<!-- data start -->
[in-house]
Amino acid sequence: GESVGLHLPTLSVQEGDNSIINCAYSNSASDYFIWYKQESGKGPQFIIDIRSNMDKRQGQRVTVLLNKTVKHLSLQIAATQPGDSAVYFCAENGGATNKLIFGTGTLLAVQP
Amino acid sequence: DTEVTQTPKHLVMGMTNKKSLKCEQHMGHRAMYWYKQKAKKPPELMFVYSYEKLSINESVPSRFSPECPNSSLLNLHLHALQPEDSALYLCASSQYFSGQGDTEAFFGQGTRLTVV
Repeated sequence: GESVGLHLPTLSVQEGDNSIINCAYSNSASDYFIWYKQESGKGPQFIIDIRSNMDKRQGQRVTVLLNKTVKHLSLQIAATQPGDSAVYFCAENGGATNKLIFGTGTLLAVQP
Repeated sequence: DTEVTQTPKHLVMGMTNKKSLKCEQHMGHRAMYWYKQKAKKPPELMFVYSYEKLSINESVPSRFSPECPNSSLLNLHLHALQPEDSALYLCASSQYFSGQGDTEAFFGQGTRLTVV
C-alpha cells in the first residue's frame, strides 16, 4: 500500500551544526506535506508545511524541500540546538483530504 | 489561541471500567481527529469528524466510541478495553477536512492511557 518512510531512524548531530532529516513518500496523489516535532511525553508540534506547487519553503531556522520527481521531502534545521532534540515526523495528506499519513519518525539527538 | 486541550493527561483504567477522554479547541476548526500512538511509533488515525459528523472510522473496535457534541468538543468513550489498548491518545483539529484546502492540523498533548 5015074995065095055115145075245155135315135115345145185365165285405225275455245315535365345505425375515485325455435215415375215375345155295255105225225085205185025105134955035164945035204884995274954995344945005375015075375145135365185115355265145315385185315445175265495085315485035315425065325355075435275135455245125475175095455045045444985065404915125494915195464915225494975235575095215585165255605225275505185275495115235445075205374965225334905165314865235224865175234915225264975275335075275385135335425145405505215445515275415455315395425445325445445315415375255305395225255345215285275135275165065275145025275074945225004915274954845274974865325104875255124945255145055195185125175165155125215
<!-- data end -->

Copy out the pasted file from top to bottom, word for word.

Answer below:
[in-house]
Amino acid sequence: GESVGLHLPTLSVQEGDNSIINCAYSNSASDYFIWYKQESGKGPQFIIDIRSNMDKRQGQRVTVLLNKTVKHLSLQIAATQPGDSAVYFCAENGGATNKLIFGTGTLLAVQP
Amino acid sequence: DTEVTQTPKHLVMGMTNKKSLKCEQHMGHRAMYWYKQKAKKPPELMFVYSYEKLSINESVPSRFSPECPNSSLLNLHLHALQPEDSALYLCASSQYFSGQGDTEAFFGQGTRLTVV
Repeated sequence: GESVGLHLPTLSVQEGDNSIINCAYSNSASDYFIWYKQESGKGPQFIIDIRSNMDKRQGQRVTVLLNKTVKHLSLQIAATQPGDSAVYFCAENGGATNKLIFGTGTLLAVQP
Repeated sequence: DTEVTQTPKHLVMGMTNKKSLKCEQHMGHRAMYWYKQKAKKPPELMFVYSYEKLSINESVPSRFSPECPNSSLLNLHLHALQPEDSALYLCASSQYFSGQGDTEAFFGQGTRLTVV
C-alpha cells in the first residue's frame, strides 16, 4: 500500500551544526506535506508545511524541500540546538483530504 | 489561541471500567481527529469528524466510541478495553477536512492511557 518512510531512524548531530532529516513518500496523489516535532511525553508540534506547487519553503531556522520527481521531502534545521532534540515526523495528506499519513519518525539527538 | 486541550493527561483504567477522554479547541476548526500512538511509533488515525459528523472510522473496535457534541468538543468513550489498548491518545483539529484546502492540523498533548 5015074995065095055115145075245155135315135115345145185365165285405225275455245315535365345505425375515485325455435215415375215375345155295255105225225085205185025105134955035164945035204884995274954995344945005375015075375145135365185115355265145315385185315445175265495085315485035315425065325355075435275135455245125475175095455045045444985065404915125494915195464915225494975235575095215585165255605225275505185275495115235445075205374965225334905165314865235224865175234915225264975275335075275385135335425145405505215445515275415455315395425445325445445315415375255305395225255345215285275135275165065275145025275074945225004915274954845274974865325104875255124945255145055195185125175165155125215